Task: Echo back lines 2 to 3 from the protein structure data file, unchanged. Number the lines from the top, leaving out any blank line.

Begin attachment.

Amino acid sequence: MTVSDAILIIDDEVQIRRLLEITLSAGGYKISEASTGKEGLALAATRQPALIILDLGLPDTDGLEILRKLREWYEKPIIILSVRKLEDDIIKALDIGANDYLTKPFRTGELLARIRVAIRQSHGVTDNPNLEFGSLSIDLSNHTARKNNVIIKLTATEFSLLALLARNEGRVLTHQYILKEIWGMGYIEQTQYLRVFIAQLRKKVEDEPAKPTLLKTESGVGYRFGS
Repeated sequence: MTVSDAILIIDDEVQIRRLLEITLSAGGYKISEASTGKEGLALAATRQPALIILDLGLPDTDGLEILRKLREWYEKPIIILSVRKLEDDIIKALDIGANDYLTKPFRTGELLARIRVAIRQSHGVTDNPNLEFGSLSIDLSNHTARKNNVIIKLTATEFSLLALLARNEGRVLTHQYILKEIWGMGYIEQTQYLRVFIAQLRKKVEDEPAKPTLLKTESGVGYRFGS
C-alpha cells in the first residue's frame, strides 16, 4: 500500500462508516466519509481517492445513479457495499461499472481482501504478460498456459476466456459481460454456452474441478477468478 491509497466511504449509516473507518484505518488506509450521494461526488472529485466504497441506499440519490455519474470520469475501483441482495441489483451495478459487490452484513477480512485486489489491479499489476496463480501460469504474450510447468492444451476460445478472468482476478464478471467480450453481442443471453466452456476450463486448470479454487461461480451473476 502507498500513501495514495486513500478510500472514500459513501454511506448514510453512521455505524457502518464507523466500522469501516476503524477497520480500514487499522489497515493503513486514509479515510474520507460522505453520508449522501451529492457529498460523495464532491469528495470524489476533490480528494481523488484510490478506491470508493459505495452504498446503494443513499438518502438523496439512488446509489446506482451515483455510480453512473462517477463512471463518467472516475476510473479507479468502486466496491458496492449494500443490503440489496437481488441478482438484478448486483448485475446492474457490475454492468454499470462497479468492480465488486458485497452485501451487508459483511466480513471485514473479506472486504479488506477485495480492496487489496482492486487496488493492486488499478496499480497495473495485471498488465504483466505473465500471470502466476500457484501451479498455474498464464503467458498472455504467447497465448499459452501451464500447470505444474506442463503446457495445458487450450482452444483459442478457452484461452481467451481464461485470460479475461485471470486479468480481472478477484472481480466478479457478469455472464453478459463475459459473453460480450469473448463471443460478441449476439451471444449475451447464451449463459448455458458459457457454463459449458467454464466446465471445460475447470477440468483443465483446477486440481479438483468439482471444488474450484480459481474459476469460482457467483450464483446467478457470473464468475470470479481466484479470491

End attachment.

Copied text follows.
Repeated sequence: MTVSDAILIIDDEVQIRRLLEITLSAGGYKISEASTGKEGLALAATRQPALIILDLGLPDTDGLEILRKLREWYEKPIIILSVRKLEDDIIKALDIGANDYLTKPFRTGELLARIRVAIRQSHGVTDNPNLEFGSLSIDLSNHTARKNNVIIKLTATEFSLLALLARNEGRVLTHQYILKEIWGMGYIEQTQYLRVFIAQLRKKVEDEPAKPTLLKTESGVGYRFGS
C-alpha cells in the first residue's frame, strides 16, 4: 500500500462508516466519509481517492445513479457495499461499472481482501504478460498456459476466456459481460454456452474441478477468478 491509497466511504449509516473507518484505518488506509450521494461526488472529485466504497441506499440519490455519474470520469475501483441482495441489483451495478459487490452484513477480512485486489489491479499489476496463480501460469504474450510447468492444451476460445478472468482476478464478471467480450453481442443471453466452456476450463486448470479454487461461480451473476 502507498500513501495514495486513500478510500472514500459513501454511506448514510453512521455505524457502518464507523466500522469501516476503524477497520480500514487499522489497515493503513486514509479515510474520507460522505453520508449522501451529492457529498460523495464532491469528495470524489476533490480528494481523488484510490478506491470508493459505495452504498446503494443513499438518502438523496439512488446509489446506482451515483455510480453512473462517477463512471463518467472516475476510473479507479468502486466496491458496492449494500443490503440489496437481488441478482438484478448486483448485475446492474457490475454492468454499470462497479468492480465488486458485497452485501451487508459483511466480513471485514473479506472486504479488506477485495480492496487489496482492486487496488493492486488499478496499480497495473495485471498488465504483466505473465500471470502466476500457484501451479498455474498464464503467458498472455504467447497465448499459452501451464500447470505444474506442463503446457495445458487450450482452444483459442478457452484461452481467451481464461485470460479475461485471470486479468480481472478477484472481480466478479457478469455472464453478459463475459459473453460480450469473448463471443460478441449476439451471444449475451447464451449463459448455458458459457457454463459449458467454464466446465471445460475447470477440468483443465483446477486440481479438483468439482471444488474450484480459481474459476469460482457467483450464483446467478457470473464468475470470479481466484479470491